Plymouth County

Gerald Armand Beaubien




STRASBOURG, ALSACE (Christmas Eve, 1944)

At this time of the year, longing thoughts of Iowans in Europe are centered more than ever on their homes, their families, living rooms bright with Christmas trees, presents, dining room tables stacked high with mother-cooked food.

Here in Strasbourg there is a sprinkling of Iowans in various Army units.  Across the Rhine, whose banks are in Strasbourg, are the Germans.  From time to time, shells whine back and forth across the river.  Usually at night German patrols steal across the rapid river searching for vital information, fighting it out when we spot them.

Aside from this watch on the Rhine, most soldiers here are doing what is technically called “resting.”  Certainly, the weeks behind them were nightmares compared to their Christmas duties.

I talked with a number of Iowans in and near the city, and asked them how they would like to spend Christmas if they were home.

There were longing expressions in their faces as they replied that they would like turkey dinners and pudding cooked by their mothers, that they would like “just to visit with the folks” …But let them tell you in their own words.

“It would be a family reunion for me,” said Pvt. Gerald Beaubien, son of Mr. and Mrs. Phil Beaubien of Westfield, who is in a combat engineer outfit. “My brother, John, came back from the Pacific.  He’s in the Marines.  I’d sure like to be there with the folks and have some of Mom’s turkey.”

“This must be the best Christmas the people of Strasbourg have had in five years.  I see lots of people in town with Christmas trees and then I seem to have the Christmas spirit—but it’s nothing like the good old U.S.A.”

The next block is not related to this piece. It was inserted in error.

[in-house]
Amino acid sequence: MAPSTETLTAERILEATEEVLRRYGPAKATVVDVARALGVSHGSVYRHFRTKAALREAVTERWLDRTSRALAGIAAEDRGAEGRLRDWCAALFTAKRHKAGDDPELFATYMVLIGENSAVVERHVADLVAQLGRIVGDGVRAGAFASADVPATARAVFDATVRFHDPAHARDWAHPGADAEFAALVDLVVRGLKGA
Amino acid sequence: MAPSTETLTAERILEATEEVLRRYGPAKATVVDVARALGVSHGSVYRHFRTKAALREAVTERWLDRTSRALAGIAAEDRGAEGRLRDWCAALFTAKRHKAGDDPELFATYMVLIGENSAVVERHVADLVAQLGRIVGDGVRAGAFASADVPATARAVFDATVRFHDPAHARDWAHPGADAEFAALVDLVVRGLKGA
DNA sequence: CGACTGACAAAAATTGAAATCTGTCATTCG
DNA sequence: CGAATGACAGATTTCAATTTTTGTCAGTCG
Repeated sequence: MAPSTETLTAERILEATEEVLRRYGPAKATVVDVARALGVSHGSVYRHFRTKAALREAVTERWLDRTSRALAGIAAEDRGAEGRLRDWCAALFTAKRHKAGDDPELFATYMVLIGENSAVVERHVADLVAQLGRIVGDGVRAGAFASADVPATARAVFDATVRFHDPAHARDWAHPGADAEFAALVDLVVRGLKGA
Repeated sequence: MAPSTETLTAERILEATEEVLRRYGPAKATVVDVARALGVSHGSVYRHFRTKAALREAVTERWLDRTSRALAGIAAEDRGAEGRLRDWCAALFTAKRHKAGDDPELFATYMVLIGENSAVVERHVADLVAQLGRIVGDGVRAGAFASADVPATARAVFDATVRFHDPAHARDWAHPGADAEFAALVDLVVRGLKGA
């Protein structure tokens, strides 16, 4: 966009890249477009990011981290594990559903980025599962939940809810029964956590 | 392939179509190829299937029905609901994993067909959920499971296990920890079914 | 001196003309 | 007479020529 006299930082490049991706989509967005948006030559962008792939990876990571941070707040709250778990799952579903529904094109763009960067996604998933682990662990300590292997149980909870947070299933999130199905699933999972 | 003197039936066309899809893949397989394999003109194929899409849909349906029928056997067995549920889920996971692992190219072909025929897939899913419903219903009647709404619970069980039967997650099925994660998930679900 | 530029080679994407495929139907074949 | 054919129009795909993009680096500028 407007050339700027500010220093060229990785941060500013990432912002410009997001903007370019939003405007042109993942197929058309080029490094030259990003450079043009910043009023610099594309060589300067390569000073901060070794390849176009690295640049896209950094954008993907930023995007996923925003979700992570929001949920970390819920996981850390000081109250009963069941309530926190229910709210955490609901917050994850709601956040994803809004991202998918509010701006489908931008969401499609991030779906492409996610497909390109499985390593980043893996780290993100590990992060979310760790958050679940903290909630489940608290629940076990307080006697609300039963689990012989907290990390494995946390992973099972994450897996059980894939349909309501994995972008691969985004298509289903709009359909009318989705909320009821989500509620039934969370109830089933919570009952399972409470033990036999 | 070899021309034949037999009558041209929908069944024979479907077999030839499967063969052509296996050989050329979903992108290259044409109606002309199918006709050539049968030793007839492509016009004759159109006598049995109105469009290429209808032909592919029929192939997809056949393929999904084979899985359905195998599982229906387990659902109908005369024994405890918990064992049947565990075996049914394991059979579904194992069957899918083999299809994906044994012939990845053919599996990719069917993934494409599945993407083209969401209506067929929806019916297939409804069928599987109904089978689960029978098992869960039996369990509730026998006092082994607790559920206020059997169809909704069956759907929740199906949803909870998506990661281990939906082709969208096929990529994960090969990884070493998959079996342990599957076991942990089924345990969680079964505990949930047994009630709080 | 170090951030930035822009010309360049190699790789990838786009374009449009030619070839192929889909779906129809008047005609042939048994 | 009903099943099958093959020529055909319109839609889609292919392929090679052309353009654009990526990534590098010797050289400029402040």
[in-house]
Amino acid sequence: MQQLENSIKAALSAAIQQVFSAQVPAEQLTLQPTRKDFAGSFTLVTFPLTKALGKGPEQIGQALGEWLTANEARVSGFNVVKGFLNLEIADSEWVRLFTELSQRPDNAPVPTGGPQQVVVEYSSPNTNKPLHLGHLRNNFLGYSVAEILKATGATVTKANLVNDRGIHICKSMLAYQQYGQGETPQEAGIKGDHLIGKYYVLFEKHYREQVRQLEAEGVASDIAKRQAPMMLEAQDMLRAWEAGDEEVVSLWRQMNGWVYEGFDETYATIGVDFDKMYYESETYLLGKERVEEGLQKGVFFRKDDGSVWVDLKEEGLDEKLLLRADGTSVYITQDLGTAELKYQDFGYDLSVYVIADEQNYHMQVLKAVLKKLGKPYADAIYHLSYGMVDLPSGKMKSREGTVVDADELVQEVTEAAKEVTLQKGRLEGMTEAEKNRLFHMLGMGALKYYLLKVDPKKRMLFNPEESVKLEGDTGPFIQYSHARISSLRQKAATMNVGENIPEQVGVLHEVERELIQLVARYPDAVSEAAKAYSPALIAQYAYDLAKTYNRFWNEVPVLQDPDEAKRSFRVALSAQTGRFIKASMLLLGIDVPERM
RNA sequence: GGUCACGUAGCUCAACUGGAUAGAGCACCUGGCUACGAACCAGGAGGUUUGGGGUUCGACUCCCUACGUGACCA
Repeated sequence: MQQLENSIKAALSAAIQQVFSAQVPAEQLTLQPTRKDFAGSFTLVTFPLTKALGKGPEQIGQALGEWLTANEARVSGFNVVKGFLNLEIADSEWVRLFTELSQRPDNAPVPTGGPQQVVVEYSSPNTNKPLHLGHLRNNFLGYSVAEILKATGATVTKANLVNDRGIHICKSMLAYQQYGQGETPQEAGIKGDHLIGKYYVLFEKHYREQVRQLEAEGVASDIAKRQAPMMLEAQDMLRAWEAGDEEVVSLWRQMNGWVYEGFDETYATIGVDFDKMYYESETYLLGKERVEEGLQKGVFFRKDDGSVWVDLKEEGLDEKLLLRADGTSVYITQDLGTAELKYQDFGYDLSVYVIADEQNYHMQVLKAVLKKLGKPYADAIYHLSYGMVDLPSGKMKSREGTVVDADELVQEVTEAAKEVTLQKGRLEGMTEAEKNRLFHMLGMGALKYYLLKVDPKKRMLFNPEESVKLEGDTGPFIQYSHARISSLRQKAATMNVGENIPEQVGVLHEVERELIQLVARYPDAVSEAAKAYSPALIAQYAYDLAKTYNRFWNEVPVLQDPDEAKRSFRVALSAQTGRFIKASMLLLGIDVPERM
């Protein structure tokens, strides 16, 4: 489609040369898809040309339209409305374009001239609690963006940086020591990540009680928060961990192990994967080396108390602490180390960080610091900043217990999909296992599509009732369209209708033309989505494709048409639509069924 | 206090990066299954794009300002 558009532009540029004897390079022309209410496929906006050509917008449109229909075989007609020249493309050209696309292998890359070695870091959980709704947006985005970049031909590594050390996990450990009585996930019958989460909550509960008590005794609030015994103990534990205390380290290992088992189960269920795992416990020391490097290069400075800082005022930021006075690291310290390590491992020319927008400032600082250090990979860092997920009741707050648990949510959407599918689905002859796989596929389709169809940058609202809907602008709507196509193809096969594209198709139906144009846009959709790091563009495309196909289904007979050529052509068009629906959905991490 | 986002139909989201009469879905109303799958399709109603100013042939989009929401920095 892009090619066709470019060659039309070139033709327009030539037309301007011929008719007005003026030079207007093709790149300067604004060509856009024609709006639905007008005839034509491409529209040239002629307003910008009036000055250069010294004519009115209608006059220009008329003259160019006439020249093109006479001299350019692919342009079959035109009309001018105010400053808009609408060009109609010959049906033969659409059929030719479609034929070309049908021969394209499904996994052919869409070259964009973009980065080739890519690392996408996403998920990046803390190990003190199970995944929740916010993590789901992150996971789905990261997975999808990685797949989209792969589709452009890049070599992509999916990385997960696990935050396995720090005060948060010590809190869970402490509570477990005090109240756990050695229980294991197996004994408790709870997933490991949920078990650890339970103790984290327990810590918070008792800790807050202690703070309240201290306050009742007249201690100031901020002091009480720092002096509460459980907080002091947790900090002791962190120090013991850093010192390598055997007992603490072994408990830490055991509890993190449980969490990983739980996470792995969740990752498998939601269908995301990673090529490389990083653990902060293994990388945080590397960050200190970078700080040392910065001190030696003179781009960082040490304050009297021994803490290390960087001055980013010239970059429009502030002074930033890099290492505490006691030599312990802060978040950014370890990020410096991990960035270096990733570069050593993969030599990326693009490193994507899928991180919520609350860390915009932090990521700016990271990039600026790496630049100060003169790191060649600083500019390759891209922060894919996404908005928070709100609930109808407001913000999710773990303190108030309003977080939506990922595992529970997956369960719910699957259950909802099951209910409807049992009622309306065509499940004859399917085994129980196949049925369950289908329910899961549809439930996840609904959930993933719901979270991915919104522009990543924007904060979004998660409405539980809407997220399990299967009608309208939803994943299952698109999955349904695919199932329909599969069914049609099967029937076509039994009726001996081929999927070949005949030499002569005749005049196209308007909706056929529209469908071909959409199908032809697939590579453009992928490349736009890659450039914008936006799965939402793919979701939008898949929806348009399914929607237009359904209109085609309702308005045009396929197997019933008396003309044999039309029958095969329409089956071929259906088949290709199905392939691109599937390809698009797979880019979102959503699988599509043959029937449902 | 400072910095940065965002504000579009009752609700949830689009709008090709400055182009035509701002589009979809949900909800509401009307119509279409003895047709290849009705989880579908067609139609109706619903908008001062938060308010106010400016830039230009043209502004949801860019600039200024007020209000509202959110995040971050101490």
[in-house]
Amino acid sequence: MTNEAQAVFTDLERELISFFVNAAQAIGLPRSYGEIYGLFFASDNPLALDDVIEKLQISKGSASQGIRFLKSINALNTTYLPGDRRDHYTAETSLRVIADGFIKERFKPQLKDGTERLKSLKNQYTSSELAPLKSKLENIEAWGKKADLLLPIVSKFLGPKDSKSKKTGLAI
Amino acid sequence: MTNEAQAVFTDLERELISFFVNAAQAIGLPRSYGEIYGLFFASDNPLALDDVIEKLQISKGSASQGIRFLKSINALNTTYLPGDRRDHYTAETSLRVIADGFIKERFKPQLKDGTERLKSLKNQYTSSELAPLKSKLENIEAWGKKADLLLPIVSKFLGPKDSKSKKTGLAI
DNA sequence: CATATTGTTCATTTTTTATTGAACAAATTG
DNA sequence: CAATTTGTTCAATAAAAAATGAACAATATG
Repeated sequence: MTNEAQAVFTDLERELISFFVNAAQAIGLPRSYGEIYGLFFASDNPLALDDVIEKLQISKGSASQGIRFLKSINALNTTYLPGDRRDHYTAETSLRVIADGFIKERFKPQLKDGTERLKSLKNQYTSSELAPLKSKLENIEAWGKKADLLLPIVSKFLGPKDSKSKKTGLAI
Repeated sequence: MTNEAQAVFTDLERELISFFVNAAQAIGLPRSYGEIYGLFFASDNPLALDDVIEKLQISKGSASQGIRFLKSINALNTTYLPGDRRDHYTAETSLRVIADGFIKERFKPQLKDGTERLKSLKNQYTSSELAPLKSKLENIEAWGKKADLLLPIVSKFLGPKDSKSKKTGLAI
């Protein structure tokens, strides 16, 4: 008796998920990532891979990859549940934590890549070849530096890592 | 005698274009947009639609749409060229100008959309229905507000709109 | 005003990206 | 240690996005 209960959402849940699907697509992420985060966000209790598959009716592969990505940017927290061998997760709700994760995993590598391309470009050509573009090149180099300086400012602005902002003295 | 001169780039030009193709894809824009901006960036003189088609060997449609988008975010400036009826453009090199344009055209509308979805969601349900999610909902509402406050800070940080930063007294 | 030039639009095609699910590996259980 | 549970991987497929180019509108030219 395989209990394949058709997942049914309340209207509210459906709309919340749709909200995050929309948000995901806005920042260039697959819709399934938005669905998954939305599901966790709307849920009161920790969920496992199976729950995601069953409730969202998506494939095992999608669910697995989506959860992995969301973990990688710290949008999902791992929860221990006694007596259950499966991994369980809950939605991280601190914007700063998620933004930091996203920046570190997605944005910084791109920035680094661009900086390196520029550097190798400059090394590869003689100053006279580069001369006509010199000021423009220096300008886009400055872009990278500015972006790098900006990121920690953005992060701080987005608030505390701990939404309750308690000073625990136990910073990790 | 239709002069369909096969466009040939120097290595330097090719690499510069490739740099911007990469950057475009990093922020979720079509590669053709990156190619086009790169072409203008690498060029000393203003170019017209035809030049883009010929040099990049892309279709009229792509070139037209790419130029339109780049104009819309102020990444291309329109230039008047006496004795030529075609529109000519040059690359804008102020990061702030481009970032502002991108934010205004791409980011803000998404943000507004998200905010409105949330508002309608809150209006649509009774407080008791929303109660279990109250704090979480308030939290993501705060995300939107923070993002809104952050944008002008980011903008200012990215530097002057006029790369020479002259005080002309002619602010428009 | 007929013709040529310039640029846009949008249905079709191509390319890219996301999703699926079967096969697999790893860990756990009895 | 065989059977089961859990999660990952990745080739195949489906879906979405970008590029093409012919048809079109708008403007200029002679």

“I guess I’d spend 95 per cent of my time on the davenport with my shoes off,” said Sgt. Max Shaffer of Ottumwa. “And the other 5 per cent eating. I guess—a white table cloth and real plates sure would be a wonderful novelty.”

On Thursday, Sgt. Thomas A Sickich of Mystic celebrated his birthday by “setting them up” for his buddies, including Pfc. Lester Colton of Centerville. Sickich is in a tank outfit and is credited with inventing special highly useful radio control devices.

“I sure would like to spend Christmas with the folks at home,” Sickich said.  “First I’d have a good sleep in a soft bed and then eat one of Mom’s good turkey dinners.  After 26 months away from home, I’d sure stay home all Christmas day.  Boy, my Christmas packages were swell! And there’s more on the way, I think.  Sure, everything’s gone now—you know how it is with me and the gang.”

“I would just spend the day right at home, said Pvt. Robert L. Parks, son of Mr. and Mrs. Ona Parks of Numa.  “What would I do? Well, I would visit with the folks and relatives…Then I’d be about ready for that big turkey dinner cooked by Mother—she’s the best cook in the world, brother.”

Lt. Orel Stith of Britt and Kanawha is something of a conversationalist.  He recalled the former State Senator Oscar Johnson of Kanawha “used to make malted milks,” and on the question of what he would do if he were home for Christmas he said, “That’s very simple. I’d eat the biggest turkey you ever saw.  I do like to eat.” 

“Then I’d pop some corn.  That’s as good a thing to do as any. I’m going to pop some here even.  Popped some last night and strung it on a Christmas tree.”